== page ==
Anticipating a few days break, a number of business owners have asked me what they should be doing ”usefully” during their time-off. The obvious answer is “nothing at all” – really they should be putting their laptops away and learn to relax, however, this answer is seldom sufficient.
“Well, if you have to do something, why not consider what your business’ purpose is? Why does it exist?”
The standard retort is “to make money, pay the bills….”, or something similar. However, in my view, these are outputs of their purpose not the purpose itself and the better they are at defining it, the better they will perform in achieving their financial goals.
The underpinning rationale for defining the business purpose is compelling. Without a defined purpose, every business risks drifting - being swept along in the flow. Research by PWC, suggests that for millennials, one of their key considerations is their connectedness with the organisational purpose. Separately, team motivation is shown to be much stronger when there is a cause that unites. Simon Sinek famously referenced the importance of “The Why” in how great leaders inspire action – have a look at this TED talk.
So how do you find your organisation’s purpose?
In my view, the best purpose statements share a number of common features:
- Ambitious. Although a dose of realism is ok, it’s worth thinking about a purpose that inspires action rather than provokes a “so what” response. No one can accuse Starbucks of being unambitious with their purpose statement - “to inspire and nurture the human spirit — one person, one cup and one neighbourhood at a time.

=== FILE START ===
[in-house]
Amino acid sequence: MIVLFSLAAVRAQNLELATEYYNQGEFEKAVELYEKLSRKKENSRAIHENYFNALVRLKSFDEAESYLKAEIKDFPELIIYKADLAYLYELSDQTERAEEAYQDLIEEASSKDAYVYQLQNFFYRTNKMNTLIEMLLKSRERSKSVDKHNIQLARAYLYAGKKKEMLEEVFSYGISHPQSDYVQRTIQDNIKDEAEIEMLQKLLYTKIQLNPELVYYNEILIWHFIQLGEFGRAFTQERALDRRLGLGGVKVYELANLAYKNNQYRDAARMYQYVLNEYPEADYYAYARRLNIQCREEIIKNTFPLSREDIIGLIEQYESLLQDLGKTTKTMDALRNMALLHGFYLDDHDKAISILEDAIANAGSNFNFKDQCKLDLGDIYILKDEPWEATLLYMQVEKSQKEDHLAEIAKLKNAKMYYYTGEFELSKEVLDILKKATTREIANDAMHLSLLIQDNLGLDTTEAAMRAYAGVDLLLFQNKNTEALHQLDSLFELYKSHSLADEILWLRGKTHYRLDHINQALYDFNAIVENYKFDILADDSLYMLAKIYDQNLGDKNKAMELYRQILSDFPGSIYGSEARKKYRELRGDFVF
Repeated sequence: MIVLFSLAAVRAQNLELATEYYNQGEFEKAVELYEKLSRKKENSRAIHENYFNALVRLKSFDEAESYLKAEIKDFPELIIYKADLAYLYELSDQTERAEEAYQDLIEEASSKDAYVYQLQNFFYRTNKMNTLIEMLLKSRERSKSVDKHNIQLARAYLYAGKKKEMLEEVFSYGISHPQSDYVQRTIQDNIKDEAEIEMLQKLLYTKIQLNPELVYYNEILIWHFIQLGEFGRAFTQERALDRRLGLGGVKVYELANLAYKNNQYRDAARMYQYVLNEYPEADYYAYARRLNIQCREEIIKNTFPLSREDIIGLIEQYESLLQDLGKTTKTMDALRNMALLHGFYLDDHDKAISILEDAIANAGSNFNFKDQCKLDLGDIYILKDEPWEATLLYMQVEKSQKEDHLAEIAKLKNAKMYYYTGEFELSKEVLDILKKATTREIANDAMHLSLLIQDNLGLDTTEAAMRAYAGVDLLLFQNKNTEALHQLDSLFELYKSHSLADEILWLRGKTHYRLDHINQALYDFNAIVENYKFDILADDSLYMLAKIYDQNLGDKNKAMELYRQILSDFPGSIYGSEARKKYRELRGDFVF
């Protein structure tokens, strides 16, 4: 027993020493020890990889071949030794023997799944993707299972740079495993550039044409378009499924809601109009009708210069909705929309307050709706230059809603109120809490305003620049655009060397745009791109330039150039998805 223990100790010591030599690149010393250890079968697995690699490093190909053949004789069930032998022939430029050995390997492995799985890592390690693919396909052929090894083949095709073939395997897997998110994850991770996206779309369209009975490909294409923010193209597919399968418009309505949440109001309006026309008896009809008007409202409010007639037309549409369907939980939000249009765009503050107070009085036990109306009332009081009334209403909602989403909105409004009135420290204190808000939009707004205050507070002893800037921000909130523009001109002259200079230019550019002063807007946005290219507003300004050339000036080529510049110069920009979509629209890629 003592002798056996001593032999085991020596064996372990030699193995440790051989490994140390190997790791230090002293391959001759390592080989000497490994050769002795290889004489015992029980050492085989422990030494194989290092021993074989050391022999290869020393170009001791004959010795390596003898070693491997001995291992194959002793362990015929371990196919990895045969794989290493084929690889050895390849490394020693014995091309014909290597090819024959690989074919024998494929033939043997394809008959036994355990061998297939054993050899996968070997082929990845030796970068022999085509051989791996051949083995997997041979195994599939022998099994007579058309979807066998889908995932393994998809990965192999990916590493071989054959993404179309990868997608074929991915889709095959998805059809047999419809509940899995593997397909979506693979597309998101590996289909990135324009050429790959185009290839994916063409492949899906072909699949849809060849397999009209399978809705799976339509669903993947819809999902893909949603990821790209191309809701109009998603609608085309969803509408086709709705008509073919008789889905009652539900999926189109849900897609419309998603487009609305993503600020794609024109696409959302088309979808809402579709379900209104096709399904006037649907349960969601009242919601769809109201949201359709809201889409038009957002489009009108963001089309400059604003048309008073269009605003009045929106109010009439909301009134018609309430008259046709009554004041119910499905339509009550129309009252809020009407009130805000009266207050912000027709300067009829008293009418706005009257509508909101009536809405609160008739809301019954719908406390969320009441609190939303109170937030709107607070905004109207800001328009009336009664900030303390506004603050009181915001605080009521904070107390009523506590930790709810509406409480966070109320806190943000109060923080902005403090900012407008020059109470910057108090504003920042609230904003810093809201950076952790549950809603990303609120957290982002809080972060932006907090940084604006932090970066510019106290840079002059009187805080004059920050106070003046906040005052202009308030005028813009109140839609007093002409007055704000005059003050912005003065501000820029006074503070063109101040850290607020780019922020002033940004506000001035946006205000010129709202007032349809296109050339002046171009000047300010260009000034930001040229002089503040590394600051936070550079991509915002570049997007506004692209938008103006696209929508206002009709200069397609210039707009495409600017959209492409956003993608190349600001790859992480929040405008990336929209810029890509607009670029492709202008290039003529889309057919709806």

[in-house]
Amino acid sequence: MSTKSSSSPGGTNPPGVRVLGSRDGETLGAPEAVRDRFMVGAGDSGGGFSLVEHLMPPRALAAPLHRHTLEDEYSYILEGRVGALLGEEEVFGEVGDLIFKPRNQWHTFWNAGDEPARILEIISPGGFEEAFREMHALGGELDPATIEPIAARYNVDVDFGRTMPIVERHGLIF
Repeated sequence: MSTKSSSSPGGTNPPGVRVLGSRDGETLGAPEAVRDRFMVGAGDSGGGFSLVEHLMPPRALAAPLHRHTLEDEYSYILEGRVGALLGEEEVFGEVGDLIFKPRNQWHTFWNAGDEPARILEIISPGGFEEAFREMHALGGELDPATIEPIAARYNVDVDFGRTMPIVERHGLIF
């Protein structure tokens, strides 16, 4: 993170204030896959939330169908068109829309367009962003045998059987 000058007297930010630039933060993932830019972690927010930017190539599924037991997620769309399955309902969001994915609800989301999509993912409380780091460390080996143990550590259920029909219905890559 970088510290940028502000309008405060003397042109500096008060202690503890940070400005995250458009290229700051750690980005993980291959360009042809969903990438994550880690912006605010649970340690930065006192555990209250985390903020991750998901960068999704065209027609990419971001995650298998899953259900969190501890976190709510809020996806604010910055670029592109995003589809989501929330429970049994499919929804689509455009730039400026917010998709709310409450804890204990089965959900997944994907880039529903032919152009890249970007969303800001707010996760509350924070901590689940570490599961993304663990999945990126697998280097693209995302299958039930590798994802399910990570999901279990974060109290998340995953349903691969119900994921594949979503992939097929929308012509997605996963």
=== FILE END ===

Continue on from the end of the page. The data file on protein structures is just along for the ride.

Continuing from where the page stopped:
- Authentic. Customers, suppliers and particularly staff need to recognise the purpose as being reflective of the organisation’s true values and not something invented for public consumption. Perhaps we might have spotted an impending disaster at Enron earlier had we computed that their declared purpose was, "We treat others as we would like to be treated ourselves.... We do not tolerate abusive or disrespectful treatment. Ruthlessness, callousness and arrogance don't belong here."
- Social connection. The purpose should reflect the organisation’s place within the wider world – ideally supporting a higher aim. Take Kellogg’s purpose - “Nourishing families so they can flourish and thrive”.
- Passion. Having a purpose is one thing but obtaining buy-in within the business is critical so that every staff member understands that when they work for the business they are all striving to achieve the same thing. Oxfam is unequivocal with their purpose – showing intent that can inspire - “Our purpose is to help create lasting solutions to the injustice of poverty. We are part of a global movement for change, and free from poverty.”
Our purpose at South West Growth Service is very straightforward but inspires us. It is to help South West businesses change, grow and succeed. Contact us if you need support whatever your sector, size or ambition.
Chris Lorimer is a highly experienced management consultant with South West Growth Service. He is also the co-founder of 373 Group.